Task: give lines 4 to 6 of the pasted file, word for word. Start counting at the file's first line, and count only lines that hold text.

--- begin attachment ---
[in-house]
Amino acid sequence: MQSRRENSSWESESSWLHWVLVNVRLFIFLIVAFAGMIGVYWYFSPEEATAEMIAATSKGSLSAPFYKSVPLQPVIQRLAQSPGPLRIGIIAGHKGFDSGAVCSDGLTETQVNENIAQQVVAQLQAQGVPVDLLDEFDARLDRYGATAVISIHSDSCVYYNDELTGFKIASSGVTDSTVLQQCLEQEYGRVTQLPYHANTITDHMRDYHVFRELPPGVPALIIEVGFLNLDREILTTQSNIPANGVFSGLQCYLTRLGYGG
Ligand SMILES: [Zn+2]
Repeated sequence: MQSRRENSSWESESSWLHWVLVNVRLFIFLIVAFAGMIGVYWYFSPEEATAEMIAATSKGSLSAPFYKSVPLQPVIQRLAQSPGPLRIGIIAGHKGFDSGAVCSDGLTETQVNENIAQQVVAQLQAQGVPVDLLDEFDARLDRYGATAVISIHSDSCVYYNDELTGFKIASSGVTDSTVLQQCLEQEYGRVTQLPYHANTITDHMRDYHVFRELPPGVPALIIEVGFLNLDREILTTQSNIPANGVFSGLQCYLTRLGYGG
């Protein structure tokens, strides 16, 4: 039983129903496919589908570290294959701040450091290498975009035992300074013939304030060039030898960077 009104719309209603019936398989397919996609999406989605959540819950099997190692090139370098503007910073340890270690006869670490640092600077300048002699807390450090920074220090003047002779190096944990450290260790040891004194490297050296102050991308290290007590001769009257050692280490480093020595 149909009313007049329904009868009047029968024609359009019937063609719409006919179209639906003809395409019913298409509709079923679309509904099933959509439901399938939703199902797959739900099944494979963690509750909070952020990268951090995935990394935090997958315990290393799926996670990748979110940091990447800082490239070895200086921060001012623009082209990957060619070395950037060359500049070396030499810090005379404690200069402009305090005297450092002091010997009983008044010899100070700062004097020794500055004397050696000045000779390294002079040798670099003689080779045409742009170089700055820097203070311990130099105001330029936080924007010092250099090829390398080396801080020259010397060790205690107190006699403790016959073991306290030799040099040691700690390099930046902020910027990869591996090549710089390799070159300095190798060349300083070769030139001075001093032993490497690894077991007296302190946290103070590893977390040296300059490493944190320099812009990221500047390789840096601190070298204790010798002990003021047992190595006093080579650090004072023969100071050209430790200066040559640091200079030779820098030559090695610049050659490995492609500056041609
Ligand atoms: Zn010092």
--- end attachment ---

Repeated sequence: MQSRRENSSWESESSWLHWVLVNVRLFIFLIVAFAGMIGVYWYFSPEEATAEMIAATSKGSLSAPFYKSVPLQPVIQRLAQSPGPLRIGIIAGHKGFDSGAVCSDGLTETQVNENIAQQVVAQLQAQGVPVDLLDEFDARLDRYGATAVISIHSDSCVYYNDELTGFKIASSGVTDSTVLQQCLEQEYGRVTQLPYHANTITDHMRDYHVFRELPPGVPALIIEVGFLNLDREILTTQSNIPANGVFSGLQCYLTRLGYGG
């Protein structure tokens, strides 16, 4: 039983129903496919589908570290294959701040450091290498975009035992300074013939304030060039030898960077 009104719309209603019936398989397919996609999406989605959540819950099997190692090139370098503007910073340890270690006869670490640092600077300048002699807390450090920074220090003047002779190096944990450290260790040891004194490297050296102050991308290290007590001769009257050692280490480093020595 149909009313007049329904009868009047029968024609359009019937063609719409006919179209639906003809395409019913298409509709079923679309509904099933959509439901399938939703199902797959739900099944494979963690509750909070952020990268951090995935990394935090997958315990290393799926996670990748979110940091990447800082490239070895200086921060001012623009082209990957060619070395950037060359500049070396030499810090005379404690200069402009305090005297450092002091010997009983008044010899100070700062004097020794500055004397050696000045000779390294002079040798670099003689080779045409742009170089700055820097203070311990130099105001330029936080924007010092250099090829390398080396801080020259010397060790205690107190006699403790016959073991306290030799040099040691700690390099930046902020910027990869591996090549710089390799070159300095190798060349300083070769030139001075001093032993490497690894077991007296302190946290103070590893977390040296300059490493944190320099812009990221500047390789840096601190070298204790010798002990003021047992190595006093080579650090004072023969100071050209430790200066040559640091200079030779820098030559090695610049050659490995492609500056041609
Ligand atoms: Zn010092």